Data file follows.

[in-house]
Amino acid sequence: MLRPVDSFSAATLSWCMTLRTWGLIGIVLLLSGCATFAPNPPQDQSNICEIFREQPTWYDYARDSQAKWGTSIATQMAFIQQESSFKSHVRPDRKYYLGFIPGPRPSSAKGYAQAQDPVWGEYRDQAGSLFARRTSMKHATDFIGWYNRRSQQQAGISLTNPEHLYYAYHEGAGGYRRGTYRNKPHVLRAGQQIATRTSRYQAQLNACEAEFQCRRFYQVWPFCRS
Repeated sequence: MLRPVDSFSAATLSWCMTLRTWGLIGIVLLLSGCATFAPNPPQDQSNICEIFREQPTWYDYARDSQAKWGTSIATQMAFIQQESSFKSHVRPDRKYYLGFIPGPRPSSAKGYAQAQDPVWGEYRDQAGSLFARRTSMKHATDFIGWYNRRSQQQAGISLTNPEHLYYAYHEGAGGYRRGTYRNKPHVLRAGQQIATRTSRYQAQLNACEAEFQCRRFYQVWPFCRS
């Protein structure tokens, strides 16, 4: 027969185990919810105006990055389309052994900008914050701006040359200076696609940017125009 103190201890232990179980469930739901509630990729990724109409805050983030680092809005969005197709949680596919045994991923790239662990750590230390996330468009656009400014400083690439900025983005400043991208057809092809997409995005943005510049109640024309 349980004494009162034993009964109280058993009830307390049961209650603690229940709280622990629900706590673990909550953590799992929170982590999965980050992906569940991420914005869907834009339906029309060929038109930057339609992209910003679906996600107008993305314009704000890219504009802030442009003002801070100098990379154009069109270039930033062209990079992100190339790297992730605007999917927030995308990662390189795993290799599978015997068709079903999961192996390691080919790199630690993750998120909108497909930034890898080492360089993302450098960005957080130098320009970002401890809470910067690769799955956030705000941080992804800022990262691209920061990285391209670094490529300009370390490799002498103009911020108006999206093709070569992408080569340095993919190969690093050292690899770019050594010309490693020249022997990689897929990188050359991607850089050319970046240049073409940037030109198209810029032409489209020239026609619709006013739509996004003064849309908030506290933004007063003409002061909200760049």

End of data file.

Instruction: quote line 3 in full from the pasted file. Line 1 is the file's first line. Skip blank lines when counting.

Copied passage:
Repeated sequence: MLRPVDSFSAATLSWCMTLRTWGLIGIVLLLSGCATFAPNPPQDQSNICEIFREQPTWYDYARDSQAKWGTSIATQMAFIQQESSFKSHVRPDRKYYLGFIPGPRPSSAKGYAQAQDPVWGEYRDQAGSLFARRTSMKHATDFIGWYNRRSQQQAGISLTNPEHLYYAYHEGAGGYRRGTYRNKPHVLRAGQQIATRTSRYQAQLNACEAEFQCRRFYQVWPFCRS